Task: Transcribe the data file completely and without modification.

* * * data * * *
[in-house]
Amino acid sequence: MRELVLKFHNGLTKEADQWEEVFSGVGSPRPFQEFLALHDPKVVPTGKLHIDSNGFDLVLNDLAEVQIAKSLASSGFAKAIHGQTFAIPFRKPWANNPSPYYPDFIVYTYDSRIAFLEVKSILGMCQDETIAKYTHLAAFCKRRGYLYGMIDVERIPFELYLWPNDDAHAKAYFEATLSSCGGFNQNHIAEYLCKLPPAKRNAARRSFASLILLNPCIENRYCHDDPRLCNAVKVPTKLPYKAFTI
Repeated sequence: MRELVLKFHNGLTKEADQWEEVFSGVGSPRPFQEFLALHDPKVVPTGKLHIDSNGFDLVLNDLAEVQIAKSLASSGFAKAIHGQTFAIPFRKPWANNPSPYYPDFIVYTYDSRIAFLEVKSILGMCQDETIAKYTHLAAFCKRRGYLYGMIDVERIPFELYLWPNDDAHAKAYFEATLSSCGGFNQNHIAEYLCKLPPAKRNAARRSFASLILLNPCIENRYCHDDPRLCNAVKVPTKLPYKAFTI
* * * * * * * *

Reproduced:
[in-house]
Amino acid sequence: MRELVLKFHNGLTKEADQWEEVFSGVGSPRPFQEFLALHDPKVVPTGKLHIDSNGFDLVLNDLAEVQIAKSLASSGFAKAIHGQTFAIPFRKPWANNPSPYYPDFIVYTYDSRIAFLEVKSILGMCQDETIAKYTHLAAFCKRRGYLYGMIDVERIPFELYLWPNDDAHAKAYFEATLSSCGGFNQNHIAEYLCKLPPAKRNAARRSFASLILLNPCIENRYCHDDPRLCNAVKVPTKLPYKAFTI
Repeated sequence: MRELVLKFHNGLTKEADQWEEVFSGVGSPRPFQEFLALHDPKVVPTGKLHIDSNGFDLVLNDLAEVQIAKSLASSGFAKAIHGQTFAIPFRKPWANNPSPYYPDFIVYTYDSRIAFLEVKSILGMCQDETIAKYTHLAAFCKRRGYLYGMIDVERIPFELYLWPNDDAHAKAYFEATLSSCGGFNQNHIAEYLCKLPPAKRNAARRSFASLILLNPCIENRYCHDDPRLCNAVKVPTKLPYKAFTI